Sunday 26 February 2017

Abbey Theatre finds 'Room' for Donoghue adaptation plus Roddy Doyle's 'Two Pints'

Kirsty Blake Knox

Kirsty Blake Knox

Roddy Doyle with Neil Murray. Photo: Doug O'Connor
Roddy Doyle with Neil Murray. Photo: Doug O'Connor

Roddy Doyle's 'Two Pints' Facebook posts are to be adapted for the stage as part of the Abbey Theatre's 2017 programme.

'The Two Pints' series centres around two 'aul Dubliners' who discuss the news of the day over two pints of Guinness in the corner of a pub.

Abbey Directors Neil Murray and Graham McLaren. Photo: Doug O’Connor
Abbey Directors Neil Murray and Graham McLaren. Photo: Doug O’Connor

Their conversation varies considerably; from the death of David Bowie to the Buncrana pier tragedy.

The play will be performed in a range of small pubs around the country next year.

"I have written it so long ago, I can't even remember what it is about," Doyle said.

Doyle was one of the guests attending the launch of the Abbey Theatre's new programme, 'What happens next is this…', in Dublin last night.

Graham McLaren talks to Lisa Dwan. Photo: Doug O’Connor
Graham McLaren talks to Lisa Dwan. Photo: Doug O’Connor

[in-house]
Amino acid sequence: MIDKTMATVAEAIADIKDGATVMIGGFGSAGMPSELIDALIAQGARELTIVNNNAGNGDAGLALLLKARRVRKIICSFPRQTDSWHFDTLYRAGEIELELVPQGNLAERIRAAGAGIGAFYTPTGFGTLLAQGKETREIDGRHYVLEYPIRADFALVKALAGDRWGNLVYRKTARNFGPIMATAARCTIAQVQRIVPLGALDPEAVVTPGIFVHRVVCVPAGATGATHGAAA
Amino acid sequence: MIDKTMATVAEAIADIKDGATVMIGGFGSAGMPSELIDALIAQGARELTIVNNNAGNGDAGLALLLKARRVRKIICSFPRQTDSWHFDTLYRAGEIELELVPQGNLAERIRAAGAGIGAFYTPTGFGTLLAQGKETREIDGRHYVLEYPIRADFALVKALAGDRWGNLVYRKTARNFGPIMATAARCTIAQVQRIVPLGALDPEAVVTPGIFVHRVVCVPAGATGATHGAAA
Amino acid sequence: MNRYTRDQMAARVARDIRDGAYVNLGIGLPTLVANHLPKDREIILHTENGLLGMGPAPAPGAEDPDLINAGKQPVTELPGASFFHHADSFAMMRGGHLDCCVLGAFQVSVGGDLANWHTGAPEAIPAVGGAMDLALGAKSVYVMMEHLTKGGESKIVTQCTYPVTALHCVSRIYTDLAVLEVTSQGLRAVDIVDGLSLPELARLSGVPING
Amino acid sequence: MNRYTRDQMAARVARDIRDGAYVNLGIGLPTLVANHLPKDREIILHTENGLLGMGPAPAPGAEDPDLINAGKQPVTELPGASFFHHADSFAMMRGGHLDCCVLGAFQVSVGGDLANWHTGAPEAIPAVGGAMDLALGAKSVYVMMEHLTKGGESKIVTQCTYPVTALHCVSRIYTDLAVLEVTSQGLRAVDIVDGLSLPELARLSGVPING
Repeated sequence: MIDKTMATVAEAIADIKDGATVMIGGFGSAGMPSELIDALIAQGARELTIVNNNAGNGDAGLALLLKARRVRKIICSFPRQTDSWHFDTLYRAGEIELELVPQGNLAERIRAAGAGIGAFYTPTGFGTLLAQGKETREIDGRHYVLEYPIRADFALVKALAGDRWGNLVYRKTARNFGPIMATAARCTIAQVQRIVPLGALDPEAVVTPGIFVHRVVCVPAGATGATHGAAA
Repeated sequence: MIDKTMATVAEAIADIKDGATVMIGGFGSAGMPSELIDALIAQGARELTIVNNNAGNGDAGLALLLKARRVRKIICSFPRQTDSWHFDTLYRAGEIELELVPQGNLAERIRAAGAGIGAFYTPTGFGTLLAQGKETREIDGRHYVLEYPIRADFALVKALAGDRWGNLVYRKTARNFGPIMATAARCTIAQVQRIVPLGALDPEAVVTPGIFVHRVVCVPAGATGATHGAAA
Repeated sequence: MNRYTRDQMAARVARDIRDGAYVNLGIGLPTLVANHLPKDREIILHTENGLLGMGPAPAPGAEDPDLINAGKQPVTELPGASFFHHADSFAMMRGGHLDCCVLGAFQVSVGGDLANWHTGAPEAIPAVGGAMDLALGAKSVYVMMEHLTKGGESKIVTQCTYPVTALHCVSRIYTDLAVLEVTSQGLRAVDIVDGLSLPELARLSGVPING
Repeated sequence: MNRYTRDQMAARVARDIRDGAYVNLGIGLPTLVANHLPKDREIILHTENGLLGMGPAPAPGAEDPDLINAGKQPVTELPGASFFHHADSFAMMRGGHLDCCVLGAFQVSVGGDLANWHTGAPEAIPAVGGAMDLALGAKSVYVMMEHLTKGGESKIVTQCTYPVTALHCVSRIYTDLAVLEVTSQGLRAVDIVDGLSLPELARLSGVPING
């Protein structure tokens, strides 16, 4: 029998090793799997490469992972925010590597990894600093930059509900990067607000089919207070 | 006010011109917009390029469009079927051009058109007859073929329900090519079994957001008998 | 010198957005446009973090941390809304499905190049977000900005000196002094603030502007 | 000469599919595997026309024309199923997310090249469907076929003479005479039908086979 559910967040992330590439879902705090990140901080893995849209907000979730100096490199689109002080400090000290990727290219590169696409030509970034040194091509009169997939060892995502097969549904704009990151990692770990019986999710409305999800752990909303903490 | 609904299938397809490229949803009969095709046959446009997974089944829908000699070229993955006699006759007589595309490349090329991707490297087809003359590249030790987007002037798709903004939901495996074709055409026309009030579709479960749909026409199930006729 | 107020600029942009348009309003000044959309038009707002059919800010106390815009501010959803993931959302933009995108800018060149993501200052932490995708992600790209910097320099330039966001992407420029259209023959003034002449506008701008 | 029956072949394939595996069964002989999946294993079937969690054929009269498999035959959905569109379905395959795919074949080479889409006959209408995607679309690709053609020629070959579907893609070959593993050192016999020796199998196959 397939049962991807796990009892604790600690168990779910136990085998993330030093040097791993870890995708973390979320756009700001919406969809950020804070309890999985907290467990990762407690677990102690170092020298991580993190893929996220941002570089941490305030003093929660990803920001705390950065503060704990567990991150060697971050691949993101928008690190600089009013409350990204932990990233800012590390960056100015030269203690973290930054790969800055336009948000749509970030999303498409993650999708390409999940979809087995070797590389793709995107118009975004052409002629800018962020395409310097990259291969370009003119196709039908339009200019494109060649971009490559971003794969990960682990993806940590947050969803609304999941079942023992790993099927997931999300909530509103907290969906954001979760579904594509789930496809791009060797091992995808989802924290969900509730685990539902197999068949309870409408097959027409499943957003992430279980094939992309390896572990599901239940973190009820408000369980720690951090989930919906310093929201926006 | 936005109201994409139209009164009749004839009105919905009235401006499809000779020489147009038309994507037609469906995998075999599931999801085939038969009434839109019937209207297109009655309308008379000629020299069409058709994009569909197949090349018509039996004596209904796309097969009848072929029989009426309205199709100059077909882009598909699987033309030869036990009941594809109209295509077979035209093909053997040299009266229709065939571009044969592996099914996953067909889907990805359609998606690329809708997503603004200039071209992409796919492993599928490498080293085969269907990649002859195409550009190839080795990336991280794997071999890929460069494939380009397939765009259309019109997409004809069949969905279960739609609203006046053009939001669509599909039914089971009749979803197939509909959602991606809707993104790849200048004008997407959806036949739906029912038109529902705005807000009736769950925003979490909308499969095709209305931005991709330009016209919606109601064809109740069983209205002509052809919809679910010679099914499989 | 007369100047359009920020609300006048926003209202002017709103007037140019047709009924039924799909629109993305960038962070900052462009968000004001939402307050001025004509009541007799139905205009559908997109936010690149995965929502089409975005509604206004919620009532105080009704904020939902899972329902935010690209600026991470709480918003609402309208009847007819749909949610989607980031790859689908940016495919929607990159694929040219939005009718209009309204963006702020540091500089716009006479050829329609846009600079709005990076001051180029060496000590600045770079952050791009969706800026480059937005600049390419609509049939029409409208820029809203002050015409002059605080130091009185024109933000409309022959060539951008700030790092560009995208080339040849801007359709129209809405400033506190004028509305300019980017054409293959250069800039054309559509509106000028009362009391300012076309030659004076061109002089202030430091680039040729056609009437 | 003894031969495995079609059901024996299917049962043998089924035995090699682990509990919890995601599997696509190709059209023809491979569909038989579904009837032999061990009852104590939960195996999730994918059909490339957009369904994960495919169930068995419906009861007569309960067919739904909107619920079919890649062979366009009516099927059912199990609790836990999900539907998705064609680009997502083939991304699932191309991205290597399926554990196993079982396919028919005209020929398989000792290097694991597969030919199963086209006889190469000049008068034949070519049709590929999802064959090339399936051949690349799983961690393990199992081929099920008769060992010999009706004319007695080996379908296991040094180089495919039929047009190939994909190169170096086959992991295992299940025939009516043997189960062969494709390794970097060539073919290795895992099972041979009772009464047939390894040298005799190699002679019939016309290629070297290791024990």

New directors Graham McLaren and Neil Murray will stage 15 productions throughout 2017.

Emma Donoghue's Oscar-winning screenplay 'Room' will be adapted to the stage.

"It is such a fantastic story, we thought it would work wonderfully," Mr McLaren said.

Ken Loach's period drama 'Jimmy's Hall' will also be brought to the Abbey auditorium.

The new directors, who replaced Fiach Mac Conghail, will also revive critical and commercial hits.

Enda Walsh's 'Arlington', which premiered to much acclaim at the Galway International Arts Festival and starred Love/Hate's Charlie Murphy, will play at the national theatre.

The Corn Exchange's hugely successful 2004 production of 'Dublin by Lamplight' will also return to the boards, and Druid's 2016 touring production of 'Waiting for Godot' will open in April.

"We wanted to start our first season on the Abbey stage by inviting in Irish artists, companies and shows we have long admired," explained Mr McLaren, who is Scottish.

"If you haven't seen them yet, you should, and if you have seen them you should see them again."

Last year, the Abbey was heavily criticised for the lack of female voices in their centenary programme, leading to the 'Waking the Feminists' movement.

Eager to remedy this there are several female-led productions in 2017, including Lisa Dwan's one-woman show 'No's Knife' - which is based on a selection of Samuel Beckett's prose.

The 2017 Christmas show sounds slightly haunting - devised by the creative team behind 'Harry Potter and the Cursed Child', 'Let the Right One In' is a vampire love story that has been described as "frightening and feral".

The theatre will also introduce a series of free previews to encourage more people to attend.

Irish Independent

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